Practice patterns for cerebral imaging for stroke screening and prevention in children with sickle cell anemia (SCA) vary across medical sites, according to a research article published in Pediatric Blood & Cancer.

Children with SCA are at higher risk for stroke and silent cerebral infarct (SCI). Although 2014 guidelines from the National Heart, Lung, and Blood Institute provide prevention recommendations, such as transcranial Doppler ultrasound (TCD) and chronic red cell transfusion (CRCT), the guidelines for preventive imaging are less clear. The guidelines do not provide specific recommendations on preventive magnetic resonance imaging (MRI) and magnetic resonance angiography (MRA) for asymptomatic children or for the frequency of neuroimaging for children at high risk of neurological complications.

The study authors surveyed principal investigators at the 28 sites from the Dissemination and Implementation Looking at the Care Environment consortium. The survey covered 37 items related to TCD screening, CRCT initiation, MRI and MRA usage, echocardiograms, developmental-behavioral screening, and immunizations.

The results showed variation in when different sites would order MRI and MRA. Nearly all sites ordered MRI for abnormal TCD results. Recurrent headache was the primary reason for ordering an MRI or MRA with a normal TCD result. However, existing guidelines did not have a standard recommendation for this practice. No sites seemed to have a routine screening schedule for MRI and MRA.


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Nearly half of the surveyed sites obtained an annual MRI and MRA for patients receiving CRCT or hydroxyurea to prevent stroke. Some sites recommended MRI screening when patients were old enough not to need sedation.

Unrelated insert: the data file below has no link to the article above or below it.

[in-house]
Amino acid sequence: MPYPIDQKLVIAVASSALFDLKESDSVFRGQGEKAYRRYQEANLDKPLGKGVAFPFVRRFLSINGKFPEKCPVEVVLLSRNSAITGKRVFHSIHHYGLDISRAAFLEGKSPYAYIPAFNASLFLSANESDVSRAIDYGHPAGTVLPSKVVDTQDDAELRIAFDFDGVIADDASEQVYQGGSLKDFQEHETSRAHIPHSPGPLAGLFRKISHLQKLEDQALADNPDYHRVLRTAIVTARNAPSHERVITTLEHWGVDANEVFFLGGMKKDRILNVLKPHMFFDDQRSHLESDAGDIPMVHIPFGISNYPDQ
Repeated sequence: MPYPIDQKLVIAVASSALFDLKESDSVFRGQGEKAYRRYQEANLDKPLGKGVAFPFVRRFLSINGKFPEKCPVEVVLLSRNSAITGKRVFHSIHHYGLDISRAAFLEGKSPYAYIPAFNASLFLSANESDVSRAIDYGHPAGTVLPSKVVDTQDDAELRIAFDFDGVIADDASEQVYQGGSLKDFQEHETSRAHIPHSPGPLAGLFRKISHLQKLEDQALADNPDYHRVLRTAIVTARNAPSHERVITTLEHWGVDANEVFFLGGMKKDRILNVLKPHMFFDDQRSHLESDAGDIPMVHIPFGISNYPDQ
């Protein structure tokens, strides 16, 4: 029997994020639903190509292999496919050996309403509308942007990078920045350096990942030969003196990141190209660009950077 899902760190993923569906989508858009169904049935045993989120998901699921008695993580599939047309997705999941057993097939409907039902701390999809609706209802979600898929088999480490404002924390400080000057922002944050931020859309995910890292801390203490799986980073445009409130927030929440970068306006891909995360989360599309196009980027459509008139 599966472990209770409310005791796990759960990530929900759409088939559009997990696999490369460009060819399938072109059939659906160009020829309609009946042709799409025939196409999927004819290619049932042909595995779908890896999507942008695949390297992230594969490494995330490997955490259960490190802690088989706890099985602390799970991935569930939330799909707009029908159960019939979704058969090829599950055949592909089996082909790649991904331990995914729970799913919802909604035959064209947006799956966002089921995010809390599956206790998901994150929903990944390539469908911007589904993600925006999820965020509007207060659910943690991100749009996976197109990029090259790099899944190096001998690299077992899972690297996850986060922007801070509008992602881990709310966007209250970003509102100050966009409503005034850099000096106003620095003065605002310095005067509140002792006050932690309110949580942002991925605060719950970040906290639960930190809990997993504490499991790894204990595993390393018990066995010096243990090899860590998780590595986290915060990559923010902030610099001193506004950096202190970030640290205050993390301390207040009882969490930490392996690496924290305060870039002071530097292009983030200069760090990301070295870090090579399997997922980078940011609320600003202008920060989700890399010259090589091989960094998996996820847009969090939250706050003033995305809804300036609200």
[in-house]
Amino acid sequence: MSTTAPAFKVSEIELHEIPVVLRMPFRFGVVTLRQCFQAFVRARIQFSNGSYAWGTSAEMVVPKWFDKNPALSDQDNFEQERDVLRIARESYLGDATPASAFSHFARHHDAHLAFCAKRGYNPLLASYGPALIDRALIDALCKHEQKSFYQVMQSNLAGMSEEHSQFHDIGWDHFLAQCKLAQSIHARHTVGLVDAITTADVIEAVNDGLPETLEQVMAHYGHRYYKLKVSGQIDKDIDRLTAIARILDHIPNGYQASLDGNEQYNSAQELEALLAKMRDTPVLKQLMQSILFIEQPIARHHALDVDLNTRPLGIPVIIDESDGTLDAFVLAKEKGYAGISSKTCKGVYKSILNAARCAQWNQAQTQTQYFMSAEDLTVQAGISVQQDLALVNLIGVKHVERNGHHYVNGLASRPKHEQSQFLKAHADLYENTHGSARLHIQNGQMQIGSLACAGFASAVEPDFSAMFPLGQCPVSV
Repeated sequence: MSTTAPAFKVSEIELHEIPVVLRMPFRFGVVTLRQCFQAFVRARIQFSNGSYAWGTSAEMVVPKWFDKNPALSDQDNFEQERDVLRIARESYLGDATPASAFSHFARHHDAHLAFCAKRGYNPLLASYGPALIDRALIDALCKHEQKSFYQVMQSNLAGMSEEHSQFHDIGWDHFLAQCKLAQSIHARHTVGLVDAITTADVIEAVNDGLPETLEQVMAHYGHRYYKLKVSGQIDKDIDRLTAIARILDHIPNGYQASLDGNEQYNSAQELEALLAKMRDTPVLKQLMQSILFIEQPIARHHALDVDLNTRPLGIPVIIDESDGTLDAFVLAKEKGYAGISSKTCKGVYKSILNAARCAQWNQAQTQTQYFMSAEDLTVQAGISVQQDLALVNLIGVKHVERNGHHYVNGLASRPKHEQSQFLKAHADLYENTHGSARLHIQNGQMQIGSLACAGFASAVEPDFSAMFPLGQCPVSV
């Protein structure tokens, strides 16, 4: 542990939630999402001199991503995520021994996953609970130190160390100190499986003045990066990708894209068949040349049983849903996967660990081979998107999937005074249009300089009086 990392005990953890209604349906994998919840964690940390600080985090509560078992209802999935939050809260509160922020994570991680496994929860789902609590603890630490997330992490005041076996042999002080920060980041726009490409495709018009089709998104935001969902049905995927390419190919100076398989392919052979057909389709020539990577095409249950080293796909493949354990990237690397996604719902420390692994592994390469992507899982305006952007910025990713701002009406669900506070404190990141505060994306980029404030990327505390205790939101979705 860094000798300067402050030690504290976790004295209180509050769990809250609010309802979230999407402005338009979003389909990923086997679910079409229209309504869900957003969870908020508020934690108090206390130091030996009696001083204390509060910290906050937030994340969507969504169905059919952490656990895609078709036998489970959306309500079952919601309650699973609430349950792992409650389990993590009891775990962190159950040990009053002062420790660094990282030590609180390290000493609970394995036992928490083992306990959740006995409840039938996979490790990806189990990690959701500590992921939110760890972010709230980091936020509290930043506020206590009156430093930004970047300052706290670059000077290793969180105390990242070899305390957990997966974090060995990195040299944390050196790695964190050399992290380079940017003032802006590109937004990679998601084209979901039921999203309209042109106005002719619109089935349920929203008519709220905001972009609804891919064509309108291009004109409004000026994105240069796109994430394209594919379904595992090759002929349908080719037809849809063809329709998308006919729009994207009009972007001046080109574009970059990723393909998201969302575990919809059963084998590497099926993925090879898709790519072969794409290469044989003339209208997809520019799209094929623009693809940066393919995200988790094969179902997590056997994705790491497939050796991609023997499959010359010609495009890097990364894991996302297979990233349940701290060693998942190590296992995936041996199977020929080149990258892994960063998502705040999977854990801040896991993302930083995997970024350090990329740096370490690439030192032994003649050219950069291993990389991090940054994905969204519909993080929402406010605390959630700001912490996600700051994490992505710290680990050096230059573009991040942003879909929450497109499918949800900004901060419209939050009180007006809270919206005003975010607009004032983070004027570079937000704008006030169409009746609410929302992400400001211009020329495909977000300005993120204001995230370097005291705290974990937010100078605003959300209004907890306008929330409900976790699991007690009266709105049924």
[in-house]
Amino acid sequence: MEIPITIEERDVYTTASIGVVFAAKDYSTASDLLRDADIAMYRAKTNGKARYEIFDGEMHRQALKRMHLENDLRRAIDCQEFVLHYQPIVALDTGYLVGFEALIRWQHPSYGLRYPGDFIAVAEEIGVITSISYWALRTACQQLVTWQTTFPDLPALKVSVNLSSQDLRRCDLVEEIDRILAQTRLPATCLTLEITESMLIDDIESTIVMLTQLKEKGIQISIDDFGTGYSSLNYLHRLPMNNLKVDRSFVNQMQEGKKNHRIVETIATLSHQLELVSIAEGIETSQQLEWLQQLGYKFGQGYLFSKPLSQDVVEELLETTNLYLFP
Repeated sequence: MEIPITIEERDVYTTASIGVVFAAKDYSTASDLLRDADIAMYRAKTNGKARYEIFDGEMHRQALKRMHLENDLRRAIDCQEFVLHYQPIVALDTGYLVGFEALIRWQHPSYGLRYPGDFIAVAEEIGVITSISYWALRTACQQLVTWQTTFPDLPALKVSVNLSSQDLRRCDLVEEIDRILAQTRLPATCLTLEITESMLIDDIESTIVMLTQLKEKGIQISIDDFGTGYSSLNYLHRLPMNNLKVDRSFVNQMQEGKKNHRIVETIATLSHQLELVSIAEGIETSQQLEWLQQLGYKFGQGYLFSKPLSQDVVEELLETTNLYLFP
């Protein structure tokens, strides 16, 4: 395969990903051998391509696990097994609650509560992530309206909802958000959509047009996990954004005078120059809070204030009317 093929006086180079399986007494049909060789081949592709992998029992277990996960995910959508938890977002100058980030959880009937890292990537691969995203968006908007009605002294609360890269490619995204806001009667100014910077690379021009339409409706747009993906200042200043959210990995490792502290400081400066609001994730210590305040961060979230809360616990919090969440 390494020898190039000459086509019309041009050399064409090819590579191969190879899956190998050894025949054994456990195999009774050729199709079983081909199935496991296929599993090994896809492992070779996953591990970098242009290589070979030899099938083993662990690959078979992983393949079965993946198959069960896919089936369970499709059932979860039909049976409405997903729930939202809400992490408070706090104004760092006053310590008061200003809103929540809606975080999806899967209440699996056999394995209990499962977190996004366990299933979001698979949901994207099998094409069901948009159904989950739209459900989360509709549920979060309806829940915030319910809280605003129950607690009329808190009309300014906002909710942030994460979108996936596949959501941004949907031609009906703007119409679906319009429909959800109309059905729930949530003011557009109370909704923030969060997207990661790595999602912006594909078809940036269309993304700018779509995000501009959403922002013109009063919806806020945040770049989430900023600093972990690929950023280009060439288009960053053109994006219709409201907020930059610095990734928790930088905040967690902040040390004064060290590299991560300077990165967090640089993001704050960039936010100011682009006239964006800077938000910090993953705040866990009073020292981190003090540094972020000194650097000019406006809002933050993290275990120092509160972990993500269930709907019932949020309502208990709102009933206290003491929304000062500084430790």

The American Society of Hematology (ASH) published cerebrovascular guidelines in April 2020 that provide specific recommendations on obtaining MRI and MRA for screening, prevention and monitoring of neurological complications. The new guidelines recommend obtaining an MRI at least once for school-age children who do not need sedation. However, these guidelines were not published at the time of the study’s survey. The authors expect the ASH guidelines will provide more clarity, as well as more discussion and investigation into neuroimaging for patients with SCA.

Reference

Phillips S, Schlenz AM, Mueller M, Melvin C, Adams RJ, Kanter J (on behalf of the DISPLACE investigators). Practice patterns for neuroimaging and transfusion therapy for management of neurologic complications in sickle cell anemia: DISPLACE consortium. Pediatr Blood Cancer. 2020;e28569. doi:10.1002/pbc.28569